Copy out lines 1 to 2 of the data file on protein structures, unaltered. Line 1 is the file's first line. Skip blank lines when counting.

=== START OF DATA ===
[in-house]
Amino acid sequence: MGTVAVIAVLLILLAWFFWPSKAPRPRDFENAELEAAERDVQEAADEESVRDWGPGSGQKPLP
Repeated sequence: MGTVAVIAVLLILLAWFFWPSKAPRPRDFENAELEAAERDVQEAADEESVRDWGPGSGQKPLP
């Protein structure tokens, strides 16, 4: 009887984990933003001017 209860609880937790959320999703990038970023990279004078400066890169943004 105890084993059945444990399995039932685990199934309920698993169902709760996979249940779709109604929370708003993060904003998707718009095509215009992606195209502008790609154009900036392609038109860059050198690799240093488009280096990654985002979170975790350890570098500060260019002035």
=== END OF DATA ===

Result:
[in-house]
Amino acid sequence: MGTVAVIAVLLILLAWFFWPSKAPRPRDFENAELEAAERDVQEAADEESVRDWGPGSGQKPLP